When thinking about the future of your work, what are you most excited about?
We’ve worked on a project called Coast Denim for the last year or so which is basically an entry-level denim for someone who wants to get into the world of better-made denim that Lone Flag offers now. I’m most excited about this because it’s a proprietary product for us that is sort of the culmination of all of those years of learning and honing our craft in the denim market. I really believe there is a space for us to get more people into a piece of clothing made well that will age well and last longer that they can be proud of and know who has made it and where it was produced. Since we do everything in LA we can be a part of the process from beginning to end and tell a really complete story. This is sort of the future of the business that I’m passionate about, creating meaningful products that include people in and make them feel welcome to a niche community. That process along with just developing the guys that we have on our team and seeing them all succeed in whatever next steps they want to accomplish in their careers.
Is there a film character/athlete/etc that reflects your personality in real life? If so, who?
I’m a huge NBA fan and a 90’s sports nerd so this is a loaded question. Growing up I had a love / hate relationship with Reggie Miller since I like the T-Wolves and also bandwagoned with the Bulls so he was always getting in the way with big shots. Reggie was always clutch though, never backing down. I mean, the series with him and the Knicks where he kept sinking these daggers and jawing with Spike Lee was one of my favorite sports memories. I’m not saying that’s who I am, but I want to have that attitude towards projects where I’m not scared to take risks and always stay consistent with my mindset and my approach. I want to make my teammates better and want everyone on my team to win together, it’s never just about me.
What piece of advice would you have loved to receive when first starting a brand?
Yes, ask people who have been there before. I am an achiever on the enneagram so I’m always out trying to blaze some path on my own and prove my value in whatever I do, but a lot of times people like me end up making mistakes or doing things that set them back that could’ve been avoided if I would have stepped back and asked for help or contacted someone for advice. Now I ask everyone I trust for input even if I know a lot about the decision facing me because I realize I rarely ever have the full picture in mind and I have a ton to learn still from anyone who has been there before.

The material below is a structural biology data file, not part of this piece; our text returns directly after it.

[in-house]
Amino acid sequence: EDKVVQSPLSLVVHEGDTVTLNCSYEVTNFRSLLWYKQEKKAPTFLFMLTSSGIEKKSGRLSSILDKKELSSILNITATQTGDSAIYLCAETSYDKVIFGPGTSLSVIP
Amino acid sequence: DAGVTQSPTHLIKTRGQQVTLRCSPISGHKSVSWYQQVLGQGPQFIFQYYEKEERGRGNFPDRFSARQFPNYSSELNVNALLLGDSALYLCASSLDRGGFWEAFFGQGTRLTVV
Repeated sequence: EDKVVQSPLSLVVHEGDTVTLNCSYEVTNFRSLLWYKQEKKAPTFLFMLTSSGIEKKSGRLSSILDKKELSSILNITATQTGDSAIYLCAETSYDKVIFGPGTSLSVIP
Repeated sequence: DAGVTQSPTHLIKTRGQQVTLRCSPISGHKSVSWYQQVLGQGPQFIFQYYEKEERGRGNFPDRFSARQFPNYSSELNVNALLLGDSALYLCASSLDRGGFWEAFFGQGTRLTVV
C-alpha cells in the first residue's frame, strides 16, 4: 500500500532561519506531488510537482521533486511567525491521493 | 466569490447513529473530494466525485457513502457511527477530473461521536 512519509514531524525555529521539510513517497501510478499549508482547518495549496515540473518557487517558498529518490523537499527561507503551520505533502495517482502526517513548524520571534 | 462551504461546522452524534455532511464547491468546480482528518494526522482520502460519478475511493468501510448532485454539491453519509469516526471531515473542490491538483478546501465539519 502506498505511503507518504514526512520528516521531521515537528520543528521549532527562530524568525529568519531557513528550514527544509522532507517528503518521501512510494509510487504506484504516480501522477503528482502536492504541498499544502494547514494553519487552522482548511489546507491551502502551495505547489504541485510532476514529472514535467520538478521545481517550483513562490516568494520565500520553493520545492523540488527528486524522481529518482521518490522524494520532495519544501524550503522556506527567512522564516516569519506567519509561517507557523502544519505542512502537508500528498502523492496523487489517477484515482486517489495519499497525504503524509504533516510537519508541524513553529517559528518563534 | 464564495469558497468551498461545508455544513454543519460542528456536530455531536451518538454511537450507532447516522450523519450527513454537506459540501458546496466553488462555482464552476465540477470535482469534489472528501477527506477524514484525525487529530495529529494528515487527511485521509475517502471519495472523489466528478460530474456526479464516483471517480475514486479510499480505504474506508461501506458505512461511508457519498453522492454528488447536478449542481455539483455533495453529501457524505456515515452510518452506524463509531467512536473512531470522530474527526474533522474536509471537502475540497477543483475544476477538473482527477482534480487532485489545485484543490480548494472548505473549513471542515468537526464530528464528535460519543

Is there anyone whose eyewear style stands out to you?
Every time I used to go to the menswear shows in NY I used to love watching the Japanese guys from Beams and Arrows, etc that came through because they always had such unique and cool style that is hard to duplicate here without looking like you are trying too hard. Part of the wardrobe was always really well considered frames, usually of the round variety that were tort or gold and seemed to sort of round out the full look so that even if they were dressed down, they still looked smart in an ensemble. I typically don’t wear opticals (even though I probably should) much because I don’t like how they feel on my face, but I’ve been wearing the Quincy frame quite a bit because I love the look of them for many of the same reasons addressed above and because they rest so lightly on the bridge of the nose and don’t feel intrusive at all. As much as eyewear is functional for helping you see more clearly and blocking out the sun, it’s equally a statement about your personal style if you choose to make that a part of your entire wardrobe story.
When you’re not working, how do you recharge and stay inspired in San Diego?
I actually really enjoy working so it’s not really very draining to me and I get a lot of life from it. All good things can be done in excess though, so on my time off I spend it with my wife and kids just living life on a day-to-day basis, running, reading, and surfing. The best inspiration for me lately has been to just allow myself some time off once a month to drive to some new places, restaurants, coffee shops, retail shops, etc in my city and take in the design and feel of them, sometimes with a laptop and choosing to work from that location for the afternoon. Most of the time just being in the setting of something like that where someone has poured time, effort, and thought into the experience of the place is full of inspiration for me and I take pieces of it away and think of how I can implement those into what we do or offer at Lone Flag. Anyone here in our city that is trying to do something with heart and passion that takes risk, I want to be someone who gets behind them and champions them in some way. Just seeing those sort of neighbors all around in San Diego is inspiring on a lot of levels to keep trying to push forward and do what we do.